Here’s my Q&A column from the WSJ this week — and if you have any questions for me, you can tweet them to @danariely with the hashtag #askariely, post a comment on my Ask Ariely Facebook page, or email them to AskAriely@wsj.com.
I just won a free group session at an outdoor laser tag arena. The package is for 10 people, but I don’t have that many close friends. It got me thinking: Do other people have that many close friends? Is there an optimal number of friends to have?
Friendships are important for our health and well-being. Their absence—loneliness—not only makes us sad but harms us physically, about as much as smoking 15 cigarettes a day. Research suggests that having even one close friend can alleviate the negative effects of loneliness on health and well-being. But the ideal number of close friends is apparently somewhere between three and six. Beyond that inner circle, we also have casual friendships, and a wealth of these further increases our feelings of life satisfaction.
If you are looking to fill your laser tag party, you could ask each of your close friends to invite another close friend of their own. Not only will the game be more fun with a larger group of people, but you might also learn something new about your friends from their friends. You also might expand your circle: Since you like your close friends a lot, there is a chance that you will like their friends, too.
Of course, this being laser tag, you could try a more competitive approach. Invite 4 good friends and 5 people you don’t like so much, then pit the two groups against each other in laser tag. You probably won’t make new friends this way, but fighting together will draw your circle of close friends even closer.
I’m just starting to organize the 10th annual fundraising gala for the charity I work for. This is a special event where I hope to raise more money than ever before. How do you recommend I make this year’s gala extraordinary?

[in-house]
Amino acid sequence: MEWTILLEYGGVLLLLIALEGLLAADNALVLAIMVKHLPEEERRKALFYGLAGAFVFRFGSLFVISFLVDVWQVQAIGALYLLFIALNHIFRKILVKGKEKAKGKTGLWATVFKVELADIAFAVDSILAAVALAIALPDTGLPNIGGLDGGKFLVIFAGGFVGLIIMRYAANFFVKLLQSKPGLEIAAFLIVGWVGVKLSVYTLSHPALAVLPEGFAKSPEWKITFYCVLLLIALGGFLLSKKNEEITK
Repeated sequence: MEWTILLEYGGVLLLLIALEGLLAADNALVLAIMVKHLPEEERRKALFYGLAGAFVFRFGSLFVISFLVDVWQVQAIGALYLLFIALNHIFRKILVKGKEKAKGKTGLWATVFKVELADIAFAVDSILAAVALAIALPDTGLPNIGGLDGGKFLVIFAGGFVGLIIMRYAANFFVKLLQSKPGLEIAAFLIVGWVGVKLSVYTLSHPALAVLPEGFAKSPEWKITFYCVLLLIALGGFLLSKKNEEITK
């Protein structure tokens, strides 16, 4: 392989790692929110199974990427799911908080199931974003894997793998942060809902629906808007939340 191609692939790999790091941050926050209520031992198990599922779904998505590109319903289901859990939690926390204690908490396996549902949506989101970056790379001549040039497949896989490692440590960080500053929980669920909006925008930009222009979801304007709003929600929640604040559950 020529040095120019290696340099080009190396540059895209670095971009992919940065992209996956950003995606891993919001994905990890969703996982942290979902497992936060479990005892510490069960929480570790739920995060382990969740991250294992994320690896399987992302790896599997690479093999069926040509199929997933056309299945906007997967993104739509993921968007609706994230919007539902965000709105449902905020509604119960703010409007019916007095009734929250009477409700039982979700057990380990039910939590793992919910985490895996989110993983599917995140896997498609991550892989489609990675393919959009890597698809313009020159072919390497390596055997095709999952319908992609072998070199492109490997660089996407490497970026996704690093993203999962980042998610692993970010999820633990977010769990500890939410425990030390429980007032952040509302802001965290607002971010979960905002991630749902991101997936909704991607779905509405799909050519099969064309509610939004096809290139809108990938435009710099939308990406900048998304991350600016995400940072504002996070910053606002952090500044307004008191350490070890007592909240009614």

It is impressive that your organization has held this gala every year for 10 years, and it might be tempting to emphasize the fact. But be careful to do so in a way that stresses what is special about this year’s event—not what is recurring.
Research shows that people are more generous with their charitable giving when they believe they are doing something out of the ordinary—“just this once,” as you would tell yourself in making an exception from your diet or budget—as opposed to something routine. In one experiment involving online banner ads, more people clicked on an ad asking for support for a charity walk held “once a year” than for one held “every year.” Obviously, both formulations imply the same frequency, but “once a year” makes the event seem special, while “every year” stresses that it repeats.
To signal that your event is extraordinary, you could use the language of the experiment and advertise the gala as happening only once a year. Alternatively, you could promote this year’s gala as a once-in-a-decade event celebrating a special anniversary.
See the original article in the Wall Street Journal here.